(RxWiki News) Vitamin D is an important nutrient that affects bone, tissue and cell growth. Vitamin D deficiency is common around the world, especially among cancer patients.
A recent review of studies found that higher levels of vitamin D in cancer patients before starting treatment were associated with improved overall survival, better disease-free survival for various cancer types and reduced cancer-specific death.
The researchers determined that these associations were strongest among patients with breast cancer, lymphoma and colorectal cancer.
"Discuss the potential benefits of vitamin D with your oncologist."
The lead authors of this review were Mian Li and Peizhan Chen from the Key Laboratory of Food Safety Research at the Chinese Academy of Sciences in Shanghai, China.
The review included 25 studies, published between 2007 and 2014, on the association between circulating vitamin D levels at or near the time of cancer diagnosis and outcomes for patients.
These studies involved a total of 17,332 cancer patients. Ten studies were from the United States, nine were from Europe, four were from Asia and two were from Canada.
All of the study participants had their blood vitamin D levels measured before starting treatment.
The results showed that there were significant associations between blood levels of vitamin D prior to treatment and cancer outcomes.
The colorectal cancer patients with blood vitamin D levels in the highest quartile (the top 25 percent of all levels) were 45 percent less likely to die from any cause compared to the colorectal cancer patients with blood vitamin D levels in the lowest quartile.
Breast cancer patients with vitamin D levels in the highest quartile were 37 percent less likely to die from any cause compared to those in the lowest quartile of vitamin D levels.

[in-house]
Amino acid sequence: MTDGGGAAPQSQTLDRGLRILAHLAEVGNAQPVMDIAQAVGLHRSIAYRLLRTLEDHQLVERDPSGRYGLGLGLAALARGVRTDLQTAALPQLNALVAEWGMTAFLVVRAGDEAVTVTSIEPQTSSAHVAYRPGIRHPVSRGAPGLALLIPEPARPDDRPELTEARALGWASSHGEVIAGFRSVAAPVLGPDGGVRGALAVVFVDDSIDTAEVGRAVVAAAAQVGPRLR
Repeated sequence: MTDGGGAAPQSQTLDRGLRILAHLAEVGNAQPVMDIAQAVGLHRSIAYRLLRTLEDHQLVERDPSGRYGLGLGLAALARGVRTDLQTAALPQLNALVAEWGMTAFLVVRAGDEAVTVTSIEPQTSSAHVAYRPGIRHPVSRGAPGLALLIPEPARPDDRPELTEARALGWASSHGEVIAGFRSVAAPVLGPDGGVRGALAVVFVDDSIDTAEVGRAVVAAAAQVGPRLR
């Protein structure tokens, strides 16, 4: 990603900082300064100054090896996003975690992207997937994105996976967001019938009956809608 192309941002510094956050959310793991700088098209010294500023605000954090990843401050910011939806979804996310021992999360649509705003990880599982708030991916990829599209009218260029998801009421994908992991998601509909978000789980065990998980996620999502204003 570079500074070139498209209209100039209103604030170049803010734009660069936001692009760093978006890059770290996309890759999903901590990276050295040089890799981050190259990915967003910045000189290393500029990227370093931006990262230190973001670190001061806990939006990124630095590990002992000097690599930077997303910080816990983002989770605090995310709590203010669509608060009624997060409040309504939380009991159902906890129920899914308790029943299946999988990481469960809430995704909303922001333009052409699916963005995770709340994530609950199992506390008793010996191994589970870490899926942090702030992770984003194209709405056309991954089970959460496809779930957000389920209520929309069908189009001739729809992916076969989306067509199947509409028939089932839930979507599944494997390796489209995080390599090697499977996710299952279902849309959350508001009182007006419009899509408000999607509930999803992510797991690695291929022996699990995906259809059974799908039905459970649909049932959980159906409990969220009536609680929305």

The researchers found that lymphoma patients who had vitamin D levels in the highest quartile were 52 percent less likely to die from any cause compared to those with levels in the lowest quartiles.
Higher levels of vitamin D were significantly associated with reduced cancer-specific death for the participants with colorectal cancer and lymphoma.
The findings also revealed that higher levels of blood vitamin D improved disease-free remission for the participants with breast cancer and lymphoma.
A 10-nmol/L increase in blood vitamin D levels was associated with 4 percent decreased odds of the participants with any type of cancer dying from any cause.
"Considering that vitamin D deficiency is a widespread issue all over the world, it is important to ensure that everyone has sufficient levels of this important nutrient," review co-author Hui Wang, MD, PhD, said in a press statement. "Physicians need to pay close attention to vitamin D levels in people who have been diagnosed with cancer."
This review was limited because some of the studies only measured vitamin D levels once, and they were not taken at the same time in each study. Also, the quartiles of vitamin D levels contained different ranges of levels from study to study. Lastly, the review's findings were based off of observational trials, so the researchers could not determine a cause-and-effect relationship.
This review was published on April 29 in the Journal of Clinical Endocrinology & Metabolism.
This research was funded by the Ministry of Science and Technology of China, the National Nature Science Foundation, the Science and Technology Commission of Shanghai Municipality, the Director Foundation, the Institute for Nutritional Sciences, Shanghai Institute for Biological Sciences, the Chinese Academy of Sciences and the Sanofi Aventis-Shanghai Institute for Biological Sciences.